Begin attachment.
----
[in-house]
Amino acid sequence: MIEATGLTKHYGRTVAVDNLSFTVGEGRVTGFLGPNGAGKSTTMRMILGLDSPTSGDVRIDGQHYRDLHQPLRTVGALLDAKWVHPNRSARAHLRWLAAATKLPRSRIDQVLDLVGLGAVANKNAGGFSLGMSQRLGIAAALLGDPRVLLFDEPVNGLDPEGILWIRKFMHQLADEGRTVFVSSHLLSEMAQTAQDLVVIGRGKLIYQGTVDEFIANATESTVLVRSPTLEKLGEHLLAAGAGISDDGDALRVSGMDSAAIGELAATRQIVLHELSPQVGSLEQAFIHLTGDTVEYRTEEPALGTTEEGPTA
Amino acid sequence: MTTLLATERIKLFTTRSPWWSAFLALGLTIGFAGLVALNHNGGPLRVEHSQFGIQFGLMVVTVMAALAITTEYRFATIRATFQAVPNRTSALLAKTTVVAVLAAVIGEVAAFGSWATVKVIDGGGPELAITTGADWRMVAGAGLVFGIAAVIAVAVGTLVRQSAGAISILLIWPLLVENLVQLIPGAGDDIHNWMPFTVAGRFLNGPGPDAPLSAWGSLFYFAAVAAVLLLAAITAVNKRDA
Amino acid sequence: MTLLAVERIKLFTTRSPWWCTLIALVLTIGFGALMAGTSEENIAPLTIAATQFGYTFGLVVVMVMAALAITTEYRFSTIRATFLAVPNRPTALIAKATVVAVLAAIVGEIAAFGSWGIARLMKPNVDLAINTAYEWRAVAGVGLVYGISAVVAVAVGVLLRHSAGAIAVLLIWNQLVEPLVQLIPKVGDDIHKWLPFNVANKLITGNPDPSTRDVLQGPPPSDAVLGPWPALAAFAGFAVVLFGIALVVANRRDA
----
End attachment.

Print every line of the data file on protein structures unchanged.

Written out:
[in-house]
Amino acid sequence: MIEATGLTKHYGRTVAVDNLSFTVGEGRVTGFLGPNGAGKSTTMRMILGLDSPTSGDVRIDGQHYRDLHQPLRTVGALLDAKWVHPNRSARAHLRWLAAATKLPRSRIDQVLDLVGLGAVANKNAGGFSLGMSQRLGIAAALLGDPRVLLFDEPVNGLDPEGILWIRKFMHQLADEGRTVFVSSHLLSEMAQTAQDLVVIGRGKLIYQGTVDEFIANATESTVLVRSPTLEKLGEHLLAAGAGISDDGDALRVSGMDSAAIGELAATRQIVLHELSPQVGSLEQAFIHLTGDTVEYRTEEPALGTTEEGPTA
Amino acid sequence: MTTLLATERIKLFTTRSPWWSAFLALGLTIGFAGLVALNHNGGPLRVEHSQFGIQFGLMVVTVMAALAITTEYRFATIRATFQAVPNRTSALLAKTTVVAVLAAVIGEVAAFGSWATVKVIDGGGPELAITTGADWRMVAGAGLVFGIAAVIAVAVGTLVRQSAGAISILLIWPLLVENLVQLIPGAGDDIHNWMPFTVAGRFLNGPGPDAPLSAWGSLFYFAAVAAVLLLAAITAVNKRDA
Amino acid sequence: MTLLAVERIKLFTTRSPWWCTLIALVLTIGFGALMAGTSEENIAPLTIAATQFGYTFGLVVVMVMAALAITTEYRFSTIRATFLAVPNRPTALIAKATVVAVLAAIVGEIAAFGSWGIARLMKPNVDLAINTAYEWRAVAGVGLVYGISAVVAVAVGVLLRHSAGAIAVLLIWNQLVEPLVQLIPKVGDDIHKWLPFNVANKLITGNPDPSTRDVLQGPPPSDAVLGPWPALAAFAGFAVVLFGIALVVANRRDA